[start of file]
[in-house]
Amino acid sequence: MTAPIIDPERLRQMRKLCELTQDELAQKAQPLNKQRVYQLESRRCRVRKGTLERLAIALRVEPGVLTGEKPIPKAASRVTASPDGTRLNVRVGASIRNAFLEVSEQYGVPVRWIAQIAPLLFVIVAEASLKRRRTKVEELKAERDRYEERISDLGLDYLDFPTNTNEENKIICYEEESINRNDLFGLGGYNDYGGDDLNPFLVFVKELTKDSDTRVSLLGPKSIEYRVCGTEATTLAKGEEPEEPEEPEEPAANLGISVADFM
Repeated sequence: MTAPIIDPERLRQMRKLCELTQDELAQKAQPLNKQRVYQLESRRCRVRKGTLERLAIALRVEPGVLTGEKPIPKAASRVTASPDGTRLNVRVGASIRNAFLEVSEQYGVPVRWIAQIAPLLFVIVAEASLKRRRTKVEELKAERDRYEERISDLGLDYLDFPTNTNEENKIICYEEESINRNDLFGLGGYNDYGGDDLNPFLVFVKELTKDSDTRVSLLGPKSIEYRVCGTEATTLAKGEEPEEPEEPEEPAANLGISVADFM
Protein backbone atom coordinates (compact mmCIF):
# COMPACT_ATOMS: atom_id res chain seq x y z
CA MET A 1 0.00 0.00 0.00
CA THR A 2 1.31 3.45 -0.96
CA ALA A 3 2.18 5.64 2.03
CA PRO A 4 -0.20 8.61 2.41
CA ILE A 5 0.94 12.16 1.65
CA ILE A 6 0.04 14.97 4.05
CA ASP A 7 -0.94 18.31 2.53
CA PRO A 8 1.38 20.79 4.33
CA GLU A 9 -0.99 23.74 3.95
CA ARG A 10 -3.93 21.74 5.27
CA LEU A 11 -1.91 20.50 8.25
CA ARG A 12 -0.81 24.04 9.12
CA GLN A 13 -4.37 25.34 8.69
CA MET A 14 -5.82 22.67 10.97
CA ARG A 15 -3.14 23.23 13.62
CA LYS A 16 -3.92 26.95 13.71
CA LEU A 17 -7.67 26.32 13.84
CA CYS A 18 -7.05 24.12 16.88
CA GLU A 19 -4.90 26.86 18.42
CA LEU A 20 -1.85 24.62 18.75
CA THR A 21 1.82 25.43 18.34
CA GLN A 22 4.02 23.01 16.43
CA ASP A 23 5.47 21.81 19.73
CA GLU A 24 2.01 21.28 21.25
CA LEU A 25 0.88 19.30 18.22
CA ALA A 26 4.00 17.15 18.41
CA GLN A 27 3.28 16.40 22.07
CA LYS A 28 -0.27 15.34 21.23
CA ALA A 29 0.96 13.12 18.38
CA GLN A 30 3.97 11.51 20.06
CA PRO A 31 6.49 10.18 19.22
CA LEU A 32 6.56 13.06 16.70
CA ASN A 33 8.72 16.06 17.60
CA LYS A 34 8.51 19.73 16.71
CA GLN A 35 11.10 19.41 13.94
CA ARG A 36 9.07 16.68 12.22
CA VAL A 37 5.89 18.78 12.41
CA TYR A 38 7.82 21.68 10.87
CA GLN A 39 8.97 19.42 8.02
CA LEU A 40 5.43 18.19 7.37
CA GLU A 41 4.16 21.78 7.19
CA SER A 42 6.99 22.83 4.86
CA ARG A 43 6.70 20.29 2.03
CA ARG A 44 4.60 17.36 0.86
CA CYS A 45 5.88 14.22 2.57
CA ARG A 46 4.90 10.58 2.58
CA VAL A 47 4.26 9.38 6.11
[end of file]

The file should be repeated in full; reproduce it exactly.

[in-house]
Amino acid sequence: MTAPIIDPERLRQMRKLCELTQDELAQKAQPLNKQRVYQLESRRCRVRKGTLERLAIALRVEPGVLTGEKPIPKAASRVTASPDGTRLNVRVGASIRNAFLEVSEQYGVPVRWIAQIAPLLFVIVAEASLKRRRTKVEELKAERDRYEERISDLGLDYLDFPTNTNEENKIICYEEESINRNDLFGLGGYNDYGGDDLNPFLVFVKELTKDSDTRVSLLGPKSIEYRVCGTEATTLAKGEEPEEPEEPEEPAANLGISVADFM
Repeated sequence: MTAPIIDPERLRQMRKLCELTQDELAQKAQPLNKQRVYQLESRRCRVRKGTLERLAIALRVEPGVLTGEKPIPKAASRVTASPDGTRLNVRVGASIRNAFLEVSEQYGVPVRWIAQIAPLLFVIVAEASLKRRRTKVEELKAERDRYEERISDLGLDYLDFPTNTNEENKIICYEEESINRNDLFGLGGYNDYGGDDLNPFLVFVKELTKDSDTRVSLLGPKSIEYRVCGTEATTLAKGEEPEEPEEPEEPAANLGISVADFM
Protein backbone atom coordinates (compact mmCIF):
# COMPACT_ATOMS: atom_id res chain seq x y z
CA MET A 1 0.00 0.00 0.00
CA THR A 2 1.31 3.45 -0.96
CA ALA A 3 2.18 5.64 2.03
CA PRO A 4 -0.20 8.61 2.41
CA ILE A 5 0.94 12.16 1.65
CA ILE A 6 0.04 14.97 4.05
CA ASP A 7 -0.94 18.31 2.53
CA PRO A 8 1.38 20.79 4.33
CA GLU A 9 -0.99 23.74 3.95
CA ARG A 10 -3.93 21.74 5.27
CA LEU A 11 -1.91 20.50 8.25
CA ARG A 12 -0.81 24.04 9.12
CA GLN A 13 -4.37 25.34 8.69
CA MET A 14 -5.82 22.67 10.97
CA ARG A 15 -3.14 23.23 13.62
CA LYS A 16 -3.92 26.95 13.71
CA LEU A 17 -7.67 26.32 13.84
CA CYS A 18 -7.05 24.12 16.88
CA GLU A 19 -4.90 26.86 18.42
CA LEU A 20 -1.85 24.62 18.75
CA THR A 21 1.82 25.43 18.34
CA GLN A 22 4.02 23.01 16.43
CA ASP A 23 5.47 21.81 19.73
CA GLU A 24 2.01 21.28 21.25
CA LEU A 25 0.88 19.30 18.22
CA ALA A 26 4.00 17.15 18.41
CA GLN A 27 3.28 16.40 22.07
CA LYS A 28 -0.27 15.34 21.23
CA ALA A 29 0.96 13.12 18.38
CA GLN A 30 3.97 11.51 20.06
CA PRO A 31 6.49 10.18 19.22
CA LEU A 32 6.56 13.06 16.70
CA ASN A 33 8.72 16.06 17.60
CA LYS A 34 8.51 19.73 16.71
CA GLN A 35 11.10 19.41 13.94
CA ARG A 36 9.07 16.68 12.22
CA VAL A 37 5.89 18.78 12.41
CA TYR A 38 7.82 21.68 10.87
CA GLN A 39 8.97 19.42 8.02
CA LEU A 40 5.43 18.19 7.37
CA GLU A 41 4.16 21.78 7.19
CA SER A 42 6.99 22.83 4.86
CA ARG A 43 6.70 20.29 2.03
CA ARG A 44 4.60 17.36 0.86
CA CYS A 45 5.88 14.22 2.57
CA ARG A 46 4.90 10.58 2.58
CA VAL A 47 4.26 9.38 6.11